I must emphasise to my hon. Friends that the Clause does not touch any such cases. They are confusing the first half of Section 3 (2) of the Act, which applies to a quite different category of dwelling, with the second half of that subsection.

The fact is that the first half of subsection (2) in which occur the words …substantially the whole… which my hon. Friends seek to define, is limited to governing the case of the letting of rooms singly for residential purposes. That is a different hereditament in terms of rating from a boarding house where the rooms are not let only singly and not let only for residential purposes. The rooms are let sometimes singly, sometimes in groups, sometimes for single people and sometimes for families and let not only for residential purposes but with board. There is a clear distinction.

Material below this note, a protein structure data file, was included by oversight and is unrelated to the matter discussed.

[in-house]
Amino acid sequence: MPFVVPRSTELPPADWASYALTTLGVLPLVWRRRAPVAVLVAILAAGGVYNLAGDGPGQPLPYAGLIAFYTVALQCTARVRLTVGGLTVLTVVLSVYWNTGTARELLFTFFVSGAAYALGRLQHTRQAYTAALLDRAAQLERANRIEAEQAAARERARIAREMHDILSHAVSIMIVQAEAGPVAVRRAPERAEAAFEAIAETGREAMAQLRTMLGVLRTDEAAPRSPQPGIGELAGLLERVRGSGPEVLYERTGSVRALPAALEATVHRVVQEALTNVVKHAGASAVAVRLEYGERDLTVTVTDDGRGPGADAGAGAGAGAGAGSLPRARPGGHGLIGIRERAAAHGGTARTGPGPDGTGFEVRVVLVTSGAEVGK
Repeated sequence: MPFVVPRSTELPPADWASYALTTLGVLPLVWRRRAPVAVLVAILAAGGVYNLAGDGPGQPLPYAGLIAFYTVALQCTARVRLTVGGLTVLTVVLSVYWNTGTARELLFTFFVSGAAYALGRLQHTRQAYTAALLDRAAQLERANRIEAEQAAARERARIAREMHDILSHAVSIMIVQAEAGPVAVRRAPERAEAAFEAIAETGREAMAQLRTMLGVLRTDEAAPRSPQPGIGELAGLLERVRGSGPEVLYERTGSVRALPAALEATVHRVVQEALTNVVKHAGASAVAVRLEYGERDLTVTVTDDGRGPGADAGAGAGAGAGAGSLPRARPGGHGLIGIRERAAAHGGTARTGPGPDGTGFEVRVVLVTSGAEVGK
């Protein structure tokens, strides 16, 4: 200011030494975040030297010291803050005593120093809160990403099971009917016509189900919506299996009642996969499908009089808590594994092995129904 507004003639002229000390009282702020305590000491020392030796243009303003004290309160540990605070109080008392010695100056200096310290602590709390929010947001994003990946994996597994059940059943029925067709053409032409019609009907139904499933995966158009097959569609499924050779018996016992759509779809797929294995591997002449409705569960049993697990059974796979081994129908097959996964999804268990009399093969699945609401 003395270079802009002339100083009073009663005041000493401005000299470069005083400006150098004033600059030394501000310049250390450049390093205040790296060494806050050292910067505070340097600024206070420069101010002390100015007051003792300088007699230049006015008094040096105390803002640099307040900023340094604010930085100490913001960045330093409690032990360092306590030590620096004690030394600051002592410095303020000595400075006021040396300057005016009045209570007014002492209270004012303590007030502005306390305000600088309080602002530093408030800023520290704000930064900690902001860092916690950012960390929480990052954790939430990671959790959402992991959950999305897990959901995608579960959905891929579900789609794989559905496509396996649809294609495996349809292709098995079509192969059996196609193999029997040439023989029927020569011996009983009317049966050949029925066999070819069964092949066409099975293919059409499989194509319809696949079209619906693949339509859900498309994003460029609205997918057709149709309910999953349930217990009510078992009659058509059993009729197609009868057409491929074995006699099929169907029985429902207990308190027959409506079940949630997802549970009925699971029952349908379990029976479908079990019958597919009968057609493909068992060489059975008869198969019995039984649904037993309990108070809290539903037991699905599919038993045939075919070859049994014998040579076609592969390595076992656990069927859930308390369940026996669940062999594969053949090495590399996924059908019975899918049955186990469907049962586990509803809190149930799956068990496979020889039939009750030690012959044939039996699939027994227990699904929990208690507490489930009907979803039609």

Mr. Woodnutt

Section 3 (6) states: In this Section references to the letting of rooms are references to the letting thereof by way of a tenancy or of a licence, and either with or without board…

9.45 p.m.

Sir K. Joseph

Yes, but that does not alter the fact that the first part of subsection (2) does not refer to any sort of hereditament other than the one where the letting of rooms occurs singly for residential purposes, and that, I am advised, cannot cover boarding houses.

The sort of premises it does cover are, in fact, premises of the third variety, namely, the flatlet house, the house divided into what are almost self-contained flatlets each being let singly for residential purposes. It is the flatlet house and the flatlet house alone which would be affected by the new Clause if it were accepted.

Mr. Woodnutt